Measles outbreak grows to 42 cases in WA, Spokane Public Schools laying plans for local outbreak

Measles outbreak grows to 42 cases in WA, Spokane Public Schools laying plans for local outbreak

The Washington State Department of Health is now reporting there are 42 confirmed cases of measles in the state. 41 of those cases are in Clark County and the other is in King County.

The majority of the patients are young, unvaccinated children.

Health experts are worried that the virus may spread into Eastern Washington and are laying plans for a possible outbreak of the very contagious sickness.

The Spokane Regional Health District is advising all those that can, to get the measles vaccine. Infants under the age of one, pregnant women and people with compromised immune systems can’t get the vaccine. Additionally, people born before 1957 are considered already immune, but can get the vaccine if they want to.

If you are unclear of your vaccination status, you can check it by clicking here.

If you can’t find it there, follow-up with your health care provider.

Spokane Public Schools are also preparing for the possibility of an Eastern Washington measles outbreak and are contacting all the parents of students currently without vaccinations.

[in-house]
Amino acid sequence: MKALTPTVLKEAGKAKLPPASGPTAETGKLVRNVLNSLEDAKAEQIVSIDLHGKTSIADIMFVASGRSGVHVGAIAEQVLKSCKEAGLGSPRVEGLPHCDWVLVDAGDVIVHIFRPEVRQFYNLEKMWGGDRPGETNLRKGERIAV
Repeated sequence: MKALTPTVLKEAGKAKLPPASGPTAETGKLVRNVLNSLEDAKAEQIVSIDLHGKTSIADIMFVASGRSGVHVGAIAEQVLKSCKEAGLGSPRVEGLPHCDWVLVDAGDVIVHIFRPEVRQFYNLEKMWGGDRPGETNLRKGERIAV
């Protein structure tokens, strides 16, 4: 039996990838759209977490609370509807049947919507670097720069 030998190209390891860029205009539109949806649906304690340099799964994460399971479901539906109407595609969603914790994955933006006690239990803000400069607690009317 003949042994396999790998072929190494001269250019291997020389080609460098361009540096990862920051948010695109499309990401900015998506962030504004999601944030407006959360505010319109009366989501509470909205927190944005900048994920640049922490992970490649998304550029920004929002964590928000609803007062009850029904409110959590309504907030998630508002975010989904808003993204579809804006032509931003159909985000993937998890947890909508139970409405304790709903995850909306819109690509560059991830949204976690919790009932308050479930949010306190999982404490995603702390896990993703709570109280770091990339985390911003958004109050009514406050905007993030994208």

“We do have a percentage of our students that are non-compliant, which means they haven’t returned vaccination paperwork to us,” said SPS spokesman Brian Coddington. “Ee are reaching out to those families to encourage them to submit their paperwork to us.”

Combined there are roughly 2550 students who are non-compliant or have approved vaccine exemptions.

He says that if an outbreak occurs in Spokane, he says that they will work with the Spokane Regional Health District to determine whether they need to send unvaccinated students need to be sent home.

If it reaches that point the district will work with students on an individual basis to find ways to continue their education.

“If families have any questions our school nurses are in the buildings, they are working with staff, they are also available to families as well,” Coddington said. “The more information families have the better off they are.”

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